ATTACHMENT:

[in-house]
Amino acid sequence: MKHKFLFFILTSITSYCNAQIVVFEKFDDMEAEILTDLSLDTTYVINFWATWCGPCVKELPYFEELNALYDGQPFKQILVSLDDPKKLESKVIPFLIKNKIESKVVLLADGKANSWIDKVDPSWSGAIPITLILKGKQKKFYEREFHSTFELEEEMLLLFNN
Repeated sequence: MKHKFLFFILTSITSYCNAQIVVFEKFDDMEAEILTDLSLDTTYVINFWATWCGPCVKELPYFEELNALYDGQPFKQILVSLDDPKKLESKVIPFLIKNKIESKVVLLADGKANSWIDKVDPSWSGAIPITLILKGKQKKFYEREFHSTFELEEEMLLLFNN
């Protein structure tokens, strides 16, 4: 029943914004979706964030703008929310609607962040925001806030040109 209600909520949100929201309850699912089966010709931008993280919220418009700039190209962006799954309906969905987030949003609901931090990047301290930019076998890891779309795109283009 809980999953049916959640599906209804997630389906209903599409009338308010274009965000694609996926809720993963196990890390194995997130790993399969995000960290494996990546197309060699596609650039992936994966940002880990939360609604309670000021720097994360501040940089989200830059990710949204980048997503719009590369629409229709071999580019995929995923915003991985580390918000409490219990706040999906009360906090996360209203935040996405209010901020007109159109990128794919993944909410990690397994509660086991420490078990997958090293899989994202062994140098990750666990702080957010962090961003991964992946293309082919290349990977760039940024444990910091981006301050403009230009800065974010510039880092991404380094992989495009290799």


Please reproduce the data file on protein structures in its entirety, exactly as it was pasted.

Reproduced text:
[in-house]
Amino acid sequence: MKHKFLFFILTSITSYCNAQIVVFEKFDDMEAEILTDLSLDTTYVINFWATWCGPCVKELPYFEELNALYDGQPFKQILVSLDDPKKLESKVIPFLIKNKIESKVVLLADGKANSWIDKVDPSWSGAIPITLILKGKQKKFYEREFHSTFELEEEMLLLFNN
Repeated sequence: MKHKFLFFILTSITSYCNAQIVVFEKFDDMEAEILTDLSLDTTYVINFWATWCGPCVKELPYFEELNALYDGQPFKQILVSLDDPKKLESKVIPFLIKNKIESKVVLLADGKANSWIDKVDPSWSGAIPITLILKGKQKKFYEREFHSTFELEEEMLLLFNN
């Protein structure tokens, strides 16, 4: 029943914004979706964030703008929310609607962040925001806030040109 209600909520949100929201309850699912089966010709931008993280919220418009700039190209962006799954309906969905987030949003609901931090990047301290930019076998890891779309795109283009 809980999953049916959640599906209804997630389906209903599409009338308010274009965000694609996926809720993963196990890390194995997130790993399969995000960290494996990546197309060699596609650039992936994966940002880990939360609604309670000021720097994360501040940089989200830059990710949204980048997503719009590369629409229709071999580019995929995923915003991985580390918000409490219990706040999906009360906090996360209203935040996405209010901020007109159109990128794919993944909410990690397994509660086991420490078990997958090293899989994202062994140098990750666990702080957010962090961003991964992946293309082919290349990977760039940024444990910091981006301050403009230009800065974010510039880092991404380094992989495009290799």